Excerpt: 'Encyclopedia Of Organic Gardening' The name says it all: Edited by Fern Marshall Bradley, Barbara Ellis and Ellen Phillips, Rodale's revised and updated classic is an "Indispensable Green Resource for Every Gardener."

Excerpt: 'Encyclopedia Of Organic Gardening'

'Organic Gardening'
Rodale's Ultimate Encyclopedia of Organic Gardening: The Indispensable Green Resource for Every Gardener
Editors: Fern Marshall Bradley, Barbara Ellis, Ellen Phillips
Paperback, 720 pages
Rodale Books
List price: $24.99


Ivy: Evergreen woody vines.

Description: Hedera helix, English ivy, is a vigorous evergreen vine with shiny 3- to 5-lobed leaves, 2 to 5 inches long. Although this vine is very well known, it should be planted with caution because it is a nonnative species that can become invasive in some regions. It easily spreads beyond gardens, where it blankets woodlands, outcompetes native wild flowers, and overwhelms trees. Plants spread by stems that twine and attach by rootlets. Zones 5–9; some cultivars are hardy to Zone 4.

H. canariensis, Algerian or Canary ivy, is similar to English ivy but more tolerant of heat. Zones 9–10 and the milder parts of Zone 8. H. colchica, Persian ivy, displays large leaves and coarse growth. Zones 6–9. Both of these species also show invasive potential in warmer regions.

How to grow: If you choose to grow ivies, plant them on sites where buildings, paved walkways, or other structures will keep them contained. Start with rooted cuttings or transplants in spring or fall. Plants prefer moist, humus-rich, well-drained soils and tolerate acid or alkaline conditions. Give them partial or dense shade — they won't tolerate full sun or hot sites. Ivies are relatively free of pest and disease problems. Prune regularly to keep them from spreading.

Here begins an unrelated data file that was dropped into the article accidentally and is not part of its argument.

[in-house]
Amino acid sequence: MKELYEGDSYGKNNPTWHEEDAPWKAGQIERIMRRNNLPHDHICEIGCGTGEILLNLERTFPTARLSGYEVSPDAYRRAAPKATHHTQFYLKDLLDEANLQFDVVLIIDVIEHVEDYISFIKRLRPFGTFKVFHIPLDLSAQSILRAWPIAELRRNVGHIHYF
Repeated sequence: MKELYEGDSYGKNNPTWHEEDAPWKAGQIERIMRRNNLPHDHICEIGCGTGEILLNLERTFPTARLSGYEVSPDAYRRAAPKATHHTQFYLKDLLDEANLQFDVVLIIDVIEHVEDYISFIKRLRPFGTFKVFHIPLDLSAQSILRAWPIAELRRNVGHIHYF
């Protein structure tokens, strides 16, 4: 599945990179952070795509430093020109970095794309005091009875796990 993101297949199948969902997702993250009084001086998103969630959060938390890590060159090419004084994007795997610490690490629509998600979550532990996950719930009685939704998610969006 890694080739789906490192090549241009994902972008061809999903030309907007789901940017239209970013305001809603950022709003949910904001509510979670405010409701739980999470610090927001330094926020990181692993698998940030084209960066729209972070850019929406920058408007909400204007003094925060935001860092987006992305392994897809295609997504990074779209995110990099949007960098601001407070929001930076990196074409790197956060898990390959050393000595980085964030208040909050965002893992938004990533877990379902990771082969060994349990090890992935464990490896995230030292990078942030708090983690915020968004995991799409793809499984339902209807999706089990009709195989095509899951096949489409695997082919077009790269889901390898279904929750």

Landscape uses: Ivies serve well as groundcovers or climbing vines and are valued as low maintenance plants. They are especially useful in dense shade, where little else will grow. Site them very carefully and keep them away from sites where they can spread to wooded areas. The vines have holdfasts on aerial rootlets that allow them to cling to brick and masonry walls. However, be aware that rootlets can work their way into cracks in the wall and eventually dislodge pieces of brick or stone. Use small-leaved or variegated ivies to grow over topiary forms, plant them in containers or hanging baskets, or grow them as houseplants.

Reprinted from Rodale's Ultimate Encyclopedia of Organic Gardening © 2009 by Rodale Inc. Permission granted by Rodale Inc., Emmaus, PA 18098.

Rodale's Ultimate Encyclopedia of Organic Gardening
By Fern Marshall Bradley

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Rodale's Ultimate Encyclopedia of Organic Gardening
Fern Marshall Bradley

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